General warranty, substitutions, alterations, rejects and returns—Although apparel decorators use quality materials, due to the wide variations in the way garments are laundered, maintained or worn, the business should not be held responsible for fabrics fading, shrinking or being otherwise damaged during cleaning. You may consider reserving the right to substitute garments of equal or better quality without notification, provided the specifications of the order have not substantially changed. If any alteration work is performed beyond the specifications of the original order, that work may incur additional charges to the customer. Any buyer should have the right to purchase any rejects or overruns at a reduced cost, but if the buyer declines to purchase them, the decorator reserves the right to sell them as seconds or irregulars or dispose of them in any manner he sees fit. Finally, in the specialty, one-of-a-kind, made-to-order marketplace, it is common to have a “no-returns” policy.

Policies and prerogatives

A business owner can have any number of policies she desires. How, when and how often they are communicated and enforced falls under the business owner’s prerogative. Let’s look at an issue previously unaddressed in this column: quotations. First of all, all quoted estimates should have expiration dates—typically, 30 days. If you’ve had the unfortunate experience of being asked for a quotation from the same prospective client on more than three occasions and have yet to be rewarded with an order, you’ll appreciate the advice I will now share—adopt a Charge-for-Quotations policy.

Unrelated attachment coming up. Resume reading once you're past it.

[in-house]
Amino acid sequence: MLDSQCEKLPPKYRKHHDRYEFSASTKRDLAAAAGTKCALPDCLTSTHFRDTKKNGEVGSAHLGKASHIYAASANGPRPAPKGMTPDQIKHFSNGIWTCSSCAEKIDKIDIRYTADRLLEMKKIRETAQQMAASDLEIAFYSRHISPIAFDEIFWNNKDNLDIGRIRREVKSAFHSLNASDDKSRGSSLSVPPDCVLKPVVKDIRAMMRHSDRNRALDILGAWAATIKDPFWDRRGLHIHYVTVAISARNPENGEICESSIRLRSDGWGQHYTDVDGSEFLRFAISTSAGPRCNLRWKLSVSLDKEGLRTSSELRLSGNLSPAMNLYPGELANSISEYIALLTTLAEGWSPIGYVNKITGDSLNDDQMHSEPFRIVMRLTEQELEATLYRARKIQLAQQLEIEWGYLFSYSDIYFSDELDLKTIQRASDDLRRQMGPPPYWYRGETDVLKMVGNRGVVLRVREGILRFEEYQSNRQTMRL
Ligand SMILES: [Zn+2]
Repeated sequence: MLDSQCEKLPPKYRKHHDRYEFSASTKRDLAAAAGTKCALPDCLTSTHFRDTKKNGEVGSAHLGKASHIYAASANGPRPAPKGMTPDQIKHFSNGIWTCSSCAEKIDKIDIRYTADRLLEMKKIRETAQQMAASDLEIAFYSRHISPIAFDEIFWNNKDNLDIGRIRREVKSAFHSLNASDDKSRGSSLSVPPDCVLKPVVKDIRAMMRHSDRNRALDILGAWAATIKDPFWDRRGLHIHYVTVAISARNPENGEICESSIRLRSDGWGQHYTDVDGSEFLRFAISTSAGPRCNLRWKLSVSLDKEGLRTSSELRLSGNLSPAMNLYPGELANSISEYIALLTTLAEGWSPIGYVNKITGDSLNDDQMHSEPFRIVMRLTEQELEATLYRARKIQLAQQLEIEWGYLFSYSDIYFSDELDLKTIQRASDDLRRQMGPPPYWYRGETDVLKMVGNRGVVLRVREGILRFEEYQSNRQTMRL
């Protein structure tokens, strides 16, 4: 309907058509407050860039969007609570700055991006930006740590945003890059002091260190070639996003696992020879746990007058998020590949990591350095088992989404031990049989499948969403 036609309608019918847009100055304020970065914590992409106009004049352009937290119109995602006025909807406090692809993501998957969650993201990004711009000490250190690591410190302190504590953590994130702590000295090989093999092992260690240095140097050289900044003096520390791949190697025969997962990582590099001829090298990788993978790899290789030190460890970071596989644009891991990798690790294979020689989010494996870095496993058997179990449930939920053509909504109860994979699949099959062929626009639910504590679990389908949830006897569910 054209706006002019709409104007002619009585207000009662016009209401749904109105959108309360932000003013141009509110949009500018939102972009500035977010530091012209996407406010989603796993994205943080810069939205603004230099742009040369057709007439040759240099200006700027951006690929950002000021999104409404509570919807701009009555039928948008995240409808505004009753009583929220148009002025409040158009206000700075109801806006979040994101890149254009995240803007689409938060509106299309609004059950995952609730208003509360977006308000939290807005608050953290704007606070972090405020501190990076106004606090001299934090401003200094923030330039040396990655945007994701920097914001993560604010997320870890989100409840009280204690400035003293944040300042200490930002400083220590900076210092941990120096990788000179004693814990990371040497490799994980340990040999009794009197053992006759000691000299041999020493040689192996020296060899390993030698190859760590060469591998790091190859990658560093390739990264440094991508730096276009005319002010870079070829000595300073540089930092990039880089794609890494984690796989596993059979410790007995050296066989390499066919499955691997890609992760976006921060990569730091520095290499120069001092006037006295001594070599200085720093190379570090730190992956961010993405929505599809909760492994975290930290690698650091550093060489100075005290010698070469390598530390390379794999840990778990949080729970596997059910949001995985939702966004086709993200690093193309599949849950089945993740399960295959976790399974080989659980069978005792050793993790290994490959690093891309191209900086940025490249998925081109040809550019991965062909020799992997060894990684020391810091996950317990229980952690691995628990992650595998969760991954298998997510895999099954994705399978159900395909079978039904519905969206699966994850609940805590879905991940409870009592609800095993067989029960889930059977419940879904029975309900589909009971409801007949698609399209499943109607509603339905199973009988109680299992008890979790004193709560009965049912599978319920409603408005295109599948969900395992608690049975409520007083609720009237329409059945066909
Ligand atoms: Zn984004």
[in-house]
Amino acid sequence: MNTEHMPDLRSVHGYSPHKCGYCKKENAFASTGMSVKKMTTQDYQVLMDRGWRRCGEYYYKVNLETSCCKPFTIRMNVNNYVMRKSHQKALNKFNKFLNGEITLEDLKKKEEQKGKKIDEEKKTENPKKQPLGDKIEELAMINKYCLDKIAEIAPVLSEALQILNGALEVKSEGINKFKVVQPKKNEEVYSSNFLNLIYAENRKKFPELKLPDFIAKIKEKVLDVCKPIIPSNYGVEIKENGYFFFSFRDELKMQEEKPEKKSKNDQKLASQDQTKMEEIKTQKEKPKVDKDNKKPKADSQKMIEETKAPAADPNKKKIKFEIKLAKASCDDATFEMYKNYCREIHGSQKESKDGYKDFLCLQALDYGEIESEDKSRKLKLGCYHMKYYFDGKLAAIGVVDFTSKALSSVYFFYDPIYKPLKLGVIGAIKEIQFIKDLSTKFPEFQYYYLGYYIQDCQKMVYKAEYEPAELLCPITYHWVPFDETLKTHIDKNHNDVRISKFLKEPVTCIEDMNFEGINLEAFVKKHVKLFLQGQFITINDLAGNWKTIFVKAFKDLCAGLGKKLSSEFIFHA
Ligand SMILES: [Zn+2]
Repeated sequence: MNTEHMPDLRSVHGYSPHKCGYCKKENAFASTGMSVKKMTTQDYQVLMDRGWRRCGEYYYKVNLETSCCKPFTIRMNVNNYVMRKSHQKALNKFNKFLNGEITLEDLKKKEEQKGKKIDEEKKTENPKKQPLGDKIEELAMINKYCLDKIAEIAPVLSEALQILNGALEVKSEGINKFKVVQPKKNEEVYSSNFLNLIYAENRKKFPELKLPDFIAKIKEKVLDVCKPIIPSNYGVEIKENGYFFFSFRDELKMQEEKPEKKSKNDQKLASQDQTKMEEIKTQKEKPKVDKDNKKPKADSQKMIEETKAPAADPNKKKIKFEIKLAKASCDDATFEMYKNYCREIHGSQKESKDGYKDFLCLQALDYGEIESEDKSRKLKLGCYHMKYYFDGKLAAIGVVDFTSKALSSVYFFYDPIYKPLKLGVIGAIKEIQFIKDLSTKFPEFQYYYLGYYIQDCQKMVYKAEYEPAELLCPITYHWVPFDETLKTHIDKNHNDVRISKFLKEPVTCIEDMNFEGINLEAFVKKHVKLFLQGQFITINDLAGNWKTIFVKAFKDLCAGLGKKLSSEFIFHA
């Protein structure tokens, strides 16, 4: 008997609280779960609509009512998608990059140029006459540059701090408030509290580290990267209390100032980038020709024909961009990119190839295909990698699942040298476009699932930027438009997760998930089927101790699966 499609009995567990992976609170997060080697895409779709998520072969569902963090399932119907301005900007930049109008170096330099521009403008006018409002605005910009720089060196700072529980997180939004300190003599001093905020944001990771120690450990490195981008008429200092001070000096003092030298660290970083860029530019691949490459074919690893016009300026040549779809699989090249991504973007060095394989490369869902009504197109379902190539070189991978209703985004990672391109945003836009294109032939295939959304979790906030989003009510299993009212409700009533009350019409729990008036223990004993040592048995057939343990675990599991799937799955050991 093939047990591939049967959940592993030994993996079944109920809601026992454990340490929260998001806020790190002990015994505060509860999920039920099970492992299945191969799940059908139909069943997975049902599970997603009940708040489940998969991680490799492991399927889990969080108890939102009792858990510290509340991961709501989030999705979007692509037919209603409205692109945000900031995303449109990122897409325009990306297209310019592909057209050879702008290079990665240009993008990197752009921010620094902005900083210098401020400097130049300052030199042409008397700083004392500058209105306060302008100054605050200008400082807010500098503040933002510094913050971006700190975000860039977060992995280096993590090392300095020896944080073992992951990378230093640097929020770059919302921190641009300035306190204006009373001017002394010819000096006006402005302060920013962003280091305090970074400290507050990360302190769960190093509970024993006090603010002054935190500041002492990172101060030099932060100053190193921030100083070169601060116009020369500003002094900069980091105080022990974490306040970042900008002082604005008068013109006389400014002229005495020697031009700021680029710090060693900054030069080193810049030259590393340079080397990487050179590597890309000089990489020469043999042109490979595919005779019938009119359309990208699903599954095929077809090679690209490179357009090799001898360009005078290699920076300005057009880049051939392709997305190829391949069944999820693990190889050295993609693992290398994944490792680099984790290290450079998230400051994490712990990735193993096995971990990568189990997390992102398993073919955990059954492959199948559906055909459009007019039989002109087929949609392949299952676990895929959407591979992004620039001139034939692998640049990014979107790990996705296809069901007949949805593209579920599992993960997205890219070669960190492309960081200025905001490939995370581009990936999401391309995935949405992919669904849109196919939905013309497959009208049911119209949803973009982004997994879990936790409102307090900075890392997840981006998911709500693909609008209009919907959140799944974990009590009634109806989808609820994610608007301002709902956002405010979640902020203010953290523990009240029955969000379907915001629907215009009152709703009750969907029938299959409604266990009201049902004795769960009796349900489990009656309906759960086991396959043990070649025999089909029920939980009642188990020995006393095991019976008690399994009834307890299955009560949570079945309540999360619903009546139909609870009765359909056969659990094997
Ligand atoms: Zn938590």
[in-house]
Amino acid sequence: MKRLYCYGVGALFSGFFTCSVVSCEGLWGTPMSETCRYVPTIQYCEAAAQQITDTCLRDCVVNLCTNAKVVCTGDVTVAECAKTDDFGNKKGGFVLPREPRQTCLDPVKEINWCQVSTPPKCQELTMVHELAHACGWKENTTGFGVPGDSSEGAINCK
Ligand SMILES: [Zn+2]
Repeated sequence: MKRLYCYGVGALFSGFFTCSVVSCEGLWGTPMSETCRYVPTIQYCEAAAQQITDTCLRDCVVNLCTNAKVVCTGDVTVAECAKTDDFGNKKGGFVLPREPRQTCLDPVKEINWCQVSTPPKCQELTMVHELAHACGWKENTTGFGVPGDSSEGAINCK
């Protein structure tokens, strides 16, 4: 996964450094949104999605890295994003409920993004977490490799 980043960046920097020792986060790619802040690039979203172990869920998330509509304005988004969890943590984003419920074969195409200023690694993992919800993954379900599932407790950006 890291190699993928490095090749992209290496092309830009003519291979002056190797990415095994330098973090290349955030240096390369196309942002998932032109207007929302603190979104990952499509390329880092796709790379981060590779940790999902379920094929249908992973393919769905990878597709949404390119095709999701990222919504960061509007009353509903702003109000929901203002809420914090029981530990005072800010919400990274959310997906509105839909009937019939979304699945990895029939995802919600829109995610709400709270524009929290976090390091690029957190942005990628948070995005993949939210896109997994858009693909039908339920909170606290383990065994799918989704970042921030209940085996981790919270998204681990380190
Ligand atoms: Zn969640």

How long does it routinely take you to prepare an estimate or quote? Even if it’s as little as an hour, what is your time worth? For the sake of argument, let’s say your time is valued at $250 per hour. That hourly rate now becomes what it will cost a prospective customer to receive a quotation for your goods and services. However, it is your also policy that if you are awarded the business, any charge for the quote will go toward the purchase price of the order.

If a first-time prospective customer approaches you with a request for a written quotation and you want to position your business in the most positive light, explain your policy to him, but then say, “But you look like a nice enough fellow, so for you I will waive the charge for quotation, if that’s okay?” See, you have the prerogative to enforce or waive any of your policies if, in doing so, good customer relations are generated.

The same can be done with your cancellation policy or extra charges for rush delivery, but in every case where you invoke your prerogative to waive a fee, get the credit you deserve. Make it a point to bring to the attention of the customer that you are doing them a favor and saving them time and/or money. They hopefully will look favorably upon doing business with you again and more often. Good luck!